Asia Bibi: British imams join calls for UK to give asylum

Image source, Handout

Three British imams have joined calls for the UK to offer asylum to Asia Bibi, the Pakistani Christian woman recently acquitted of blasphemy.

It comes after former Foreign Secretary Boris Johnson, and other politicians, urged the government to help her.

Ms Bibi was freed last week after eight years on death row, sparking violent protests in Pakistan from Islamists.

Her husband has said the family is in danger and has pleaded for asylum from the UK, US or Canada.

Prominent British Muslims, including three imams - Qari Asim, Mamadou Bocoum and Dr Usama Hasan - have written a letter to Home Secretary Sajid Javid asking him "to make a clear and proactive statement that Britain would welcome a request for sanctuary here".

The letter, also signed by MPs from across the political divide, goes on: "We are confident that action to ensure Asia Bibi and her family are safe would be very widely welcomed by most people in Britain, across every faith in our society.

"If there are intolerant fringe voices who would object, they must be robustly challenged, not indulged."

The head of government agency the Commission for Countering Extremism also said granting Ms Bibi asylum was "right thing to do".

Sara Khan said: "This is an opportunity to send a clear message to extremists that our country will stand up for our values."

Who is Asia Bibi?

The mother-of-five was the first female non-Muslim charged under Pakistan's blasphemy laws.

The laws carry a potential death sentence for anyone who insults Islam.

Asia Bibi, sometimes known as Asia Noreen, was convicted in 2010 of insulting the Prophet Muhammad during a row with neighbours the previous year. Her lawyers have denied she ever did so.

The court overturned her conviction on the grounds there was not enough evidence to support it.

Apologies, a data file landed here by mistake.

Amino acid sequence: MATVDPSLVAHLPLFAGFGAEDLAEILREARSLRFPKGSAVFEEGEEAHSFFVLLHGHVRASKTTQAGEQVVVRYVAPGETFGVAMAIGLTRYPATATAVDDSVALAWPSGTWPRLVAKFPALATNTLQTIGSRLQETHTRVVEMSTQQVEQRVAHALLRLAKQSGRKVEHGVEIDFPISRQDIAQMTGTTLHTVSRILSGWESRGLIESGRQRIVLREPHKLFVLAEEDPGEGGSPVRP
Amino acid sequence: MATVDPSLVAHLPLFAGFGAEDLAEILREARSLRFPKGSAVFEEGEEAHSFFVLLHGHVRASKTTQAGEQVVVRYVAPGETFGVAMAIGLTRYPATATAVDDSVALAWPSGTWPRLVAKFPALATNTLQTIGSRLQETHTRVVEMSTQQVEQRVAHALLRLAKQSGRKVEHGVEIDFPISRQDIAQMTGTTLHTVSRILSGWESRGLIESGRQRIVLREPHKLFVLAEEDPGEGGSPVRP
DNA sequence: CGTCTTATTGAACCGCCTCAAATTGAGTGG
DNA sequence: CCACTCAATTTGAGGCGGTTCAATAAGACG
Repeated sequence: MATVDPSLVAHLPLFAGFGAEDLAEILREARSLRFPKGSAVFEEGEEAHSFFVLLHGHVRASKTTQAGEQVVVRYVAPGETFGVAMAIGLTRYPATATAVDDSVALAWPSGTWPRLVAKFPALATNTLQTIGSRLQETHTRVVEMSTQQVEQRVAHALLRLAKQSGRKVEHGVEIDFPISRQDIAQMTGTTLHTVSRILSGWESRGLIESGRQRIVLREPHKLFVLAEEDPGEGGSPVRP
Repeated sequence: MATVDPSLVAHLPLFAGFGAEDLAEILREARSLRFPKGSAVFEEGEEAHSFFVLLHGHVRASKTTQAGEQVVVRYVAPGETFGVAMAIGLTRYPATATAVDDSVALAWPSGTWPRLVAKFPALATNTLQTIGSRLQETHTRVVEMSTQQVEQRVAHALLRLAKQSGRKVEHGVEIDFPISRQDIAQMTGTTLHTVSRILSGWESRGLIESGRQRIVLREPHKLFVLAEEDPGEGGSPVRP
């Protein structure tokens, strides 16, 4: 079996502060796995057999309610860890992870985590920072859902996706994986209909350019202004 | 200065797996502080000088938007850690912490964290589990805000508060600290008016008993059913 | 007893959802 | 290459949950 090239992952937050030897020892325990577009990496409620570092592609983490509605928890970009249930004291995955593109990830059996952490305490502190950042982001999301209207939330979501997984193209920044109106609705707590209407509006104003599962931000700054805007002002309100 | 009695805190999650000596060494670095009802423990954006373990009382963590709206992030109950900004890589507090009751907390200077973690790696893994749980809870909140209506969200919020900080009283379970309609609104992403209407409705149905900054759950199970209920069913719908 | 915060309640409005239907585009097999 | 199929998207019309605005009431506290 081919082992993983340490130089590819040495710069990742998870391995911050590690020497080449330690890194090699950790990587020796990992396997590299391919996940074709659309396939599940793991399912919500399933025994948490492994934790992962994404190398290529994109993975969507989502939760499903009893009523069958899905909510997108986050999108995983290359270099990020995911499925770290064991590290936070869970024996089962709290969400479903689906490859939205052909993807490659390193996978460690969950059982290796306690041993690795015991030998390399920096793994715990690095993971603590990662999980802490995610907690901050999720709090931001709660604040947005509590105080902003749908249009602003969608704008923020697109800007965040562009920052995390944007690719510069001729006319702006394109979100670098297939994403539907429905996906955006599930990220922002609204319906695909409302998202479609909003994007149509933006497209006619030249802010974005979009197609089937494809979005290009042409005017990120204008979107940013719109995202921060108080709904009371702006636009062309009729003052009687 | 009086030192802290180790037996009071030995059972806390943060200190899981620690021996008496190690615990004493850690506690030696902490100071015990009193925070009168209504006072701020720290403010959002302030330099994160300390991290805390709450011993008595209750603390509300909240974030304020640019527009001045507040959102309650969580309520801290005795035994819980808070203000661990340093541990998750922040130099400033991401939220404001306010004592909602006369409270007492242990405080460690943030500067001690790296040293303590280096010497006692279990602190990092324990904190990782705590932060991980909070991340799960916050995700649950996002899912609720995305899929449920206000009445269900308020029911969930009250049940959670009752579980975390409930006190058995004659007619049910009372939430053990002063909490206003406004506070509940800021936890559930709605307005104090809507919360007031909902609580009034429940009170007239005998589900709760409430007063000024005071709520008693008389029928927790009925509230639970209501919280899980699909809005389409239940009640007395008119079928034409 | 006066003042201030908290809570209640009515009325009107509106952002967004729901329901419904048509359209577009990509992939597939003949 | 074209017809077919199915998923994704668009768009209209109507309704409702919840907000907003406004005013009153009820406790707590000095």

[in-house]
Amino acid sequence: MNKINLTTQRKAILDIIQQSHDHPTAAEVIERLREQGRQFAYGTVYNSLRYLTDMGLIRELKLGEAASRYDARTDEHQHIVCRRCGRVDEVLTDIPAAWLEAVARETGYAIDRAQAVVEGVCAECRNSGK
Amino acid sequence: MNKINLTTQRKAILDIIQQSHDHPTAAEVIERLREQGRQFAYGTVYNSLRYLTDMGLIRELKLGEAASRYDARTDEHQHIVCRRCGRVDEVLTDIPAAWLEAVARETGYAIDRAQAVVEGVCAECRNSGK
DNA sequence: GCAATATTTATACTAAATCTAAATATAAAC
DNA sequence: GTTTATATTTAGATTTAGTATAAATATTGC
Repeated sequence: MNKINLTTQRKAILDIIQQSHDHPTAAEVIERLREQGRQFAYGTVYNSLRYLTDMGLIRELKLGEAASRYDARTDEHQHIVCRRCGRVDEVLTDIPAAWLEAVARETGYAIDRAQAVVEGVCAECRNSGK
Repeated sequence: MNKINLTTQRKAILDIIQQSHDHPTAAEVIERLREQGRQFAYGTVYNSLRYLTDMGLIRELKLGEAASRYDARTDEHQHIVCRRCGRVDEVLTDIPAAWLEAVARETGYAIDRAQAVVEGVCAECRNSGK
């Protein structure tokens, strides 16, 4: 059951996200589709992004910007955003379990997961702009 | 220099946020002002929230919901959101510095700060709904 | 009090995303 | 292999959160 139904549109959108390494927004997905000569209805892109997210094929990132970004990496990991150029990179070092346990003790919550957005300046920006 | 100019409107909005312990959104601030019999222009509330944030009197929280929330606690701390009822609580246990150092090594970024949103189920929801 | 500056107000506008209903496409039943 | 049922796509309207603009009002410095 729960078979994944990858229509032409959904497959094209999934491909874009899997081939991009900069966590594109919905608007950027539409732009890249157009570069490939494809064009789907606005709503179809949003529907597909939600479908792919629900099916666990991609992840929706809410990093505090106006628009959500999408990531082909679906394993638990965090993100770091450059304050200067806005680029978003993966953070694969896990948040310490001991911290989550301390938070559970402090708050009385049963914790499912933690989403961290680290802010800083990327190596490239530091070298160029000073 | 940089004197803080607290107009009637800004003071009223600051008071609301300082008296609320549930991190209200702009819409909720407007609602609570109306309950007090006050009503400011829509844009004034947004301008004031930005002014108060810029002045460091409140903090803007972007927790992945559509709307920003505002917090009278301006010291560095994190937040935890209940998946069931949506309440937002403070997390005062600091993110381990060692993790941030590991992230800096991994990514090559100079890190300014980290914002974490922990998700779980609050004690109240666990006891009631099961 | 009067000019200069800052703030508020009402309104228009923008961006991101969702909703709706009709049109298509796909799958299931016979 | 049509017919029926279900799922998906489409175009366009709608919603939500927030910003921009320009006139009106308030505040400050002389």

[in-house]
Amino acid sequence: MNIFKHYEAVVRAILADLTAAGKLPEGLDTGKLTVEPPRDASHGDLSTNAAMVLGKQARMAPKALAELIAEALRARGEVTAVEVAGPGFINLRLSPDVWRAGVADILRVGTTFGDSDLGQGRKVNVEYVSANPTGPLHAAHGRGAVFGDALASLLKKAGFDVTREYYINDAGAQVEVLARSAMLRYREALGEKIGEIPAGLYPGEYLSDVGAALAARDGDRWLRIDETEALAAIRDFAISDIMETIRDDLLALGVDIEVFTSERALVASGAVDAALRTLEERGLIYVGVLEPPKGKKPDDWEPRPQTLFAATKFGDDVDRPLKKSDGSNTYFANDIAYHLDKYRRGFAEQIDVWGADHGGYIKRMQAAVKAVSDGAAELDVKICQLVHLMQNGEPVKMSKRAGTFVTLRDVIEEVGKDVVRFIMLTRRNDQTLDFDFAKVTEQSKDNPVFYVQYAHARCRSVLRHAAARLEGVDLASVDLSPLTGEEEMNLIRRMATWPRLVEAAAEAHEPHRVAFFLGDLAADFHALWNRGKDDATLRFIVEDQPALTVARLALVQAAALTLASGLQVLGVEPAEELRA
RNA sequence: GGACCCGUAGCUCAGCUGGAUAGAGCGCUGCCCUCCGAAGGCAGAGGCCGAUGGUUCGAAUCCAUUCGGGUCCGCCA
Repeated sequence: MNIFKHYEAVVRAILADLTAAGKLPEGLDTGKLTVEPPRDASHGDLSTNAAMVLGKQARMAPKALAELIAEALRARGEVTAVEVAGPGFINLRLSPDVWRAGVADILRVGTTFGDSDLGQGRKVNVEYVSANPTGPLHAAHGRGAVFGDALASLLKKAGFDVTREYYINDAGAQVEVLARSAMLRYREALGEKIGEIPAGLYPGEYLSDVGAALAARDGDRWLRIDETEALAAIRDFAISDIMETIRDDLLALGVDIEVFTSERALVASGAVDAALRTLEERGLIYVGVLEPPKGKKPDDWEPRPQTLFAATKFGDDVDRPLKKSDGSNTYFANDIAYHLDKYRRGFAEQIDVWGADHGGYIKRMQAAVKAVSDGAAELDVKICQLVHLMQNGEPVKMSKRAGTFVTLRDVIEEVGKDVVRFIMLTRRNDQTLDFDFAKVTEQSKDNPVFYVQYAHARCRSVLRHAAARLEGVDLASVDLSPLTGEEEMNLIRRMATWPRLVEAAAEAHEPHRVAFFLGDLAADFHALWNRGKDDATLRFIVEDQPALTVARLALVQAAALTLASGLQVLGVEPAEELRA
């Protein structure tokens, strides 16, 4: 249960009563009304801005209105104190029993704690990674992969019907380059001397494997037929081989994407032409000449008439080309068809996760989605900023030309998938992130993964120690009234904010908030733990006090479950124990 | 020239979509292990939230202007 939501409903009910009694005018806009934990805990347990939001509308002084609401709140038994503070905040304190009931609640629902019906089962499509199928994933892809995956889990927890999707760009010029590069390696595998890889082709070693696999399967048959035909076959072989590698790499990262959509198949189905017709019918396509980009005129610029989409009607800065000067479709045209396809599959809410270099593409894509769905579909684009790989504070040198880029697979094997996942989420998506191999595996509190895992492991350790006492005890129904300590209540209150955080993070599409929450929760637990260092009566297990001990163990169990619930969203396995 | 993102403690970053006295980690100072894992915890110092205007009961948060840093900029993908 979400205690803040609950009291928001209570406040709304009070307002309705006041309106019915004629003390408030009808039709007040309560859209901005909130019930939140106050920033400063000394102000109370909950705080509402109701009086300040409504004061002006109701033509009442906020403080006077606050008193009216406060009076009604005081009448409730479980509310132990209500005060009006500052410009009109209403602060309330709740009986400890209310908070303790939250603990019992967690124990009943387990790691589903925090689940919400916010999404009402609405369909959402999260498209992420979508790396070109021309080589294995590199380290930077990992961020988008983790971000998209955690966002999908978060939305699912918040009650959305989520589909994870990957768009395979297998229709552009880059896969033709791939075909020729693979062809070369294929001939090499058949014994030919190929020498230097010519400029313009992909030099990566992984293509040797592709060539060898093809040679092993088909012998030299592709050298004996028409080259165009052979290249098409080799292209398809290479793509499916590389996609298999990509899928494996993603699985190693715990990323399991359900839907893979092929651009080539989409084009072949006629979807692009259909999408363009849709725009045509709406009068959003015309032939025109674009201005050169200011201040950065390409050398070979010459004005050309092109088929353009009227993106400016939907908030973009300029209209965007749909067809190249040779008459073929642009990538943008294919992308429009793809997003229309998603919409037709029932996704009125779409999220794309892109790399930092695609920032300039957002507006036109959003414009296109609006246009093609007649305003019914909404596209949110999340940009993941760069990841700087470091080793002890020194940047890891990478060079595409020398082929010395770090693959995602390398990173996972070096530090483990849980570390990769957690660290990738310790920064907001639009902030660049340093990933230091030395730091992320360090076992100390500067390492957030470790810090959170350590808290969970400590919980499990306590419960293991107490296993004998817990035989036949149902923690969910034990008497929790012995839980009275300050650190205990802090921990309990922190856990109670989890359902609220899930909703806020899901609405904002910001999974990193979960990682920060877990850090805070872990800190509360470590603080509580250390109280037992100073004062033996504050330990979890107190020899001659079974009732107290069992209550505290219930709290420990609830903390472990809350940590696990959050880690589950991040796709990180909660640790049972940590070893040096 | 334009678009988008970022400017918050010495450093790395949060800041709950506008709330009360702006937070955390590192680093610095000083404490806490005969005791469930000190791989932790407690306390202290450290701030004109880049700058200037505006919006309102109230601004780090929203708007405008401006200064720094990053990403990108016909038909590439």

Where is she now?

Image source, AFP
Image caption,
Asia Bibi's husband and daughter say they fear for their safety in Pakistan

Pakistan has reached a deal with Islamists to try to stop her leaving the country to help calm the unrest which has broken out following her release.

But to take the official route to asylum, the family would have to flee Pakistan and then make their request.

Canada has said talks are under way about allowing her to go there.


By Dominic Casciani, BBC home affairs correspondent

This public call from progressive Muslim community activists and thinkers, urging Mr Javid to come to Asia Bibi's aid, is a clear indication, if ever there needed to be one, that there is no such thing as a single "community" with a single point of view.

Among the signatories are some of the most radical religious thinkers in the UK who have been, slowly, but surely, chipping away at conservative interpretations of Islam.

Some of the signatories have spent time in prisons challenging convicted terrorists to drop their hostility to the UK.

They and others - often quietly - seek to demolish the extremist world view that human rights - such as freedom of speech and choice in religion - are somehow incompatible with Islam.

The fear that many of these thinkers have is that if the UK does not offer to protect Asia Bibi, then extremists will be emboldened to further spread their message.

Which politicians support her?

Boris Johnson was reported in the Daily Mail as saying "we cannot allow the threat of violence to deter us from doing the right thing."

In a letter to the home secretary, he went on: "I do not think it is a dignified position for the UK, given our historic links with Pakistan and the extent of our influence there, to look to others to do what we are allegedly nervous to do ourselves."

Conservative MP Rehman Chishti, who has spoken to Ms Bibi's husband and daughter, says her life is in "grave danger".

He told BBC Radio 4's Today programme: "We have a moral obligation as the United Kingdom to give sanctuary to someone who's been persecuted for their faith."

Diane Dodds, DUP MEP for Northern Ireland, wrote on Twitter that the UK should "grant asylum immediately", calling on the home secretary to "do the right thing".